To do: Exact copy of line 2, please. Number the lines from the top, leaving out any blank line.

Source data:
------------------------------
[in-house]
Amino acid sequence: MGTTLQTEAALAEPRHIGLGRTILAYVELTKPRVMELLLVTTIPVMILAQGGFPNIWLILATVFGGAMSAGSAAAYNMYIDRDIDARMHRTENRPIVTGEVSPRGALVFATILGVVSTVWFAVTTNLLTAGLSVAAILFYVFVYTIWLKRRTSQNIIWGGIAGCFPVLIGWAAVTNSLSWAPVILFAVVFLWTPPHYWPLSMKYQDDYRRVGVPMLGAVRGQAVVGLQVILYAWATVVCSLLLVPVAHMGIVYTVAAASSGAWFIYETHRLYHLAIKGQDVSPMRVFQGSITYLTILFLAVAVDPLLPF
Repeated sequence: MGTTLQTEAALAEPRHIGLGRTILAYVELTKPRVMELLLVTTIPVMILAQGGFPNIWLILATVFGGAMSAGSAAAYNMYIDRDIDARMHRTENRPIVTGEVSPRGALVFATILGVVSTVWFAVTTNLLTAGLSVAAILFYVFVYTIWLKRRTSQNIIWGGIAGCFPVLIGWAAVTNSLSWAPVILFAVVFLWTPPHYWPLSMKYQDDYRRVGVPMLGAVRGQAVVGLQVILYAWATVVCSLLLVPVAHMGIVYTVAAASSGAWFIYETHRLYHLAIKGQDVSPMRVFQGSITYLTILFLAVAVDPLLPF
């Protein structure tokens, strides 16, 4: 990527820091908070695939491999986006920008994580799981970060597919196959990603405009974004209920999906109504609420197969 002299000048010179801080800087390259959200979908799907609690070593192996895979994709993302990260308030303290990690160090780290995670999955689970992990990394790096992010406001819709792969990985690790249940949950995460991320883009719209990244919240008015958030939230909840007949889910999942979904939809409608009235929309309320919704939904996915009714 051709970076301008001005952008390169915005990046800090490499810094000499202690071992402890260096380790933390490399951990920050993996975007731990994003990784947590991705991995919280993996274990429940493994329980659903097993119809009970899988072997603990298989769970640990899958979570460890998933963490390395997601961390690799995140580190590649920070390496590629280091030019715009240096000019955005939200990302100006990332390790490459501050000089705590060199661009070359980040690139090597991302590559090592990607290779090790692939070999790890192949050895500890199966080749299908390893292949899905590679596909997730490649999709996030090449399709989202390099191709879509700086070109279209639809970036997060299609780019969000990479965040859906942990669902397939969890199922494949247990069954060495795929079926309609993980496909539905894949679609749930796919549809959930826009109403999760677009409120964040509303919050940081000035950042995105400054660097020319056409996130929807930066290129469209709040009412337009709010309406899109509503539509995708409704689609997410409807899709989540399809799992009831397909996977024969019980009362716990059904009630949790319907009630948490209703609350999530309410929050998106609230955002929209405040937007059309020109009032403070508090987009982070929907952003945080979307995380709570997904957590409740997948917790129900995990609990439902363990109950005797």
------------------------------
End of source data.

Amino acid sequence: MGTTLQTEAALAEPRHIGLGRTILAYVELTKPRVMELLLVTTIPVMILAQGGFPNIWLILATVFGGAMSAGSAAAYNMYIDRDIDARMHRTENRPIVTGEVSPRGALVFATILGVVSTVWFAVTTNLLTAGLSVAAILFYVFVYTIWLKRRTSQNIIWGGIAGCFPVLIGWAAVTNSLSWAPVILFAVVFLWTPPHYWPLSMKYQDDYRRVGVPMLGAVRGQAVVGLQVILYAWATVVCSLLLVPVAHMGIVYTVAAASSGAWFIYETHRLYHLAIKGQDVSPMRVFQGSITYLTILFLAVAVDPLLPF